“Strike” a Pose: Super-thin Supermodels Banned In Israel
As of the first of the year, any model with a body-mass index lower than 18.5 is legally banned from appearing in Israeli media, online or walking catwalks at any fashion show in the Holy Land. This law is the first of its kind internationally, and was put into motion with the hope that other countries would follow the “trend”. In Israel alone, the Jerusalem Post reports, 1,500 teens and young adults develop eating disorders such as Anorexia and Bulimia, while at least 30 cases die from eating-disorder related complications every year (these numbers, are only a fraction of the number of eating disorder cases and related deaths in the U.S. and U.K.). The problem has become so pervasive that it has even reached the Ultra-Orthodox world, where potential brides are starving themselves to meet Haredi men’s increasing demand for model-sized women.
Specialists around the world agree that the issue is linked to the unrealistic models of beauty portrayed in print and visual media. Kadima MK Rachel Adatto, who was one of the Knesset members to initiate the law in hopes of protecting the welfare of teenagers who are inundated with these (often digitally manipulated) images of “skinny models who look as if they eat a biscuit a day and then serve as a model for our children”.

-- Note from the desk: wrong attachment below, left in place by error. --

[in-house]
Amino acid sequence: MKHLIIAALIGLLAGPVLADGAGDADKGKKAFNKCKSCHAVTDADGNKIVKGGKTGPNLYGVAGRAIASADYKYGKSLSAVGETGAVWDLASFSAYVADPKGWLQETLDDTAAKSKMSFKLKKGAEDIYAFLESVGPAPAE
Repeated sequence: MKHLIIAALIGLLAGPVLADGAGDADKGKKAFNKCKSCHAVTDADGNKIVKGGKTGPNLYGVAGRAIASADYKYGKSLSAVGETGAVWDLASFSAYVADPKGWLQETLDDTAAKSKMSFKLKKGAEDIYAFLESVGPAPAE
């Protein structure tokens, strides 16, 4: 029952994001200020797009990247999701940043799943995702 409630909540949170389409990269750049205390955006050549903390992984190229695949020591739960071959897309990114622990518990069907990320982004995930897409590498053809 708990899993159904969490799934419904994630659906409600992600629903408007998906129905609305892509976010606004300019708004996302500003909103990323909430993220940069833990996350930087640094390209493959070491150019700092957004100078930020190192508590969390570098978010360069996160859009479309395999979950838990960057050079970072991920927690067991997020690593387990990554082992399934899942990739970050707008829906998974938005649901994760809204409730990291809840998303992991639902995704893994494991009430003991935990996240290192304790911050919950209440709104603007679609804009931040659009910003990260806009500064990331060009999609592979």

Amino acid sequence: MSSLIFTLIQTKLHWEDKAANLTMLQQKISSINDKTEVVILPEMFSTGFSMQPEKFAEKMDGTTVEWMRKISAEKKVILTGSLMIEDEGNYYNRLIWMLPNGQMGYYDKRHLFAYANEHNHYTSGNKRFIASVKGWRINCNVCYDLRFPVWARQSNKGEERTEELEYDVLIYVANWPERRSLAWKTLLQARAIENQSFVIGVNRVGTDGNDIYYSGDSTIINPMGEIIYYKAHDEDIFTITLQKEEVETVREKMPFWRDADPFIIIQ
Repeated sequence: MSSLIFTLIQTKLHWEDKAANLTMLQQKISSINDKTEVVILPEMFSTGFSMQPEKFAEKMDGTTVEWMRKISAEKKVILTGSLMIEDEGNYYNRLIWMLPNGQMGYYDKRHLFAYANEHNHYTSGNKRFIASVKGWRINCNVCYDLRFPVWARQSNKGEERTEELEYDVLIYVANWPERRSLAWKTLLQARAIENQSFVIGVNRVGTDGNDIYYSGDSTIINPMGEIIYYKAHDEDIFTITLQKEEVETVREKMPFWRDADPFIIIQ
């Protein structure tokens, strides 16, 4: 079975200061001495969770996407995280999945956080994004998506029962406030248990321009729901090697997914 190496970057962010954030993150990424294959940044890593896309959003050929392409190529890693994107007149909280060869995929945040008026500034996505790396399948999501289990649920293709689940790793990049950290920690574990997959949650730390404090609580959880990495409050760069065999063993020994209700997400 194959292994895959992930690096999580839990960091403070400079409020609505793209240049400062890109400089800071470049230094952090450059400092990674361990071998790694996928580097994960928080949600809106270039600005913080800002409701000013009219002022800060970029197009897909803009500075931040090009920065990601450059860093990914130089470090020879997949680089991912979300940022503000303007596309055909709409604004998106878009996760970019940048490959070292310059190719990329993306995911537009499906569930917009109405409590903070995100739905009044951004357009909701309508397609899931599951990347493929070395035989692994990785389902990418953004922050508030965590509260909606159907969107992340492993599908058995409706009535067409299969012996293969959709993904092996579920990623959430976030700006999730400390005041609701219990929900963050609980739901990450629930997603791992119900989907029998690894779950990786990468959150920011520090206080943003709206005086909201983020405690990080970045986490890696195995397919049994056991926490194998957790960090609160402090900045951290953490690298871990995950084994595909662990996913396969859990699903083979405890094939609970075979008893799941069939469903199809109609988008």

One of the law’s most vocal proponents is Adi Barkan, a long-time fashion photographer and staple of the fashion scene who has been burned by the system and is now a major player in the Israel Center for the Change in Eating Habits. She told the press: “We are all affected. We wear black, do [drastic] diets and are obsessive about our looks. The time has come for the end of the era of skeletons on billboards and sickly thinness all over. The time has come to think about ourselves and our children and take responsibility for what we show them. Too thin is not sexy.”
The legal implications for those who violate the law are severe. Producers and designers of ads, fashion shows, websites or television programs or ads who use models or presenters with a BMI that falls below the limit are liable to face heavy fines as well as lawsuits by private citizens, including families with loved ones who have suffered with, or died from, an eating disorder. Further, even if an image has been digitally “adjusted” to make the model look like she has a lower BMI than 18.5, a prominent warning taking up at least 7% of the ad space must be placed on the image. While the media venues such as magazines or television stations that put these images on print or air will not be held responsible, they do so at risk to their reputations and future business.
When the law officially passed yesterday, a celebratory Adatto told the press that the “revolution against the anorexic model of beauty begins”.
About the Author: Rea Bochner is a professional writer who has written for dozens of web and print publications, including Chabad.org and Aish.com. When not crafting copy on her laptop, Rea is a full-time mother, laundrywoman, chef, chauffeur, art director, housekeeper and referee. She lives in Cherry Hill, NJ with her husband and two sons. See more of Rea's work by visiting www.writtenbyrea.com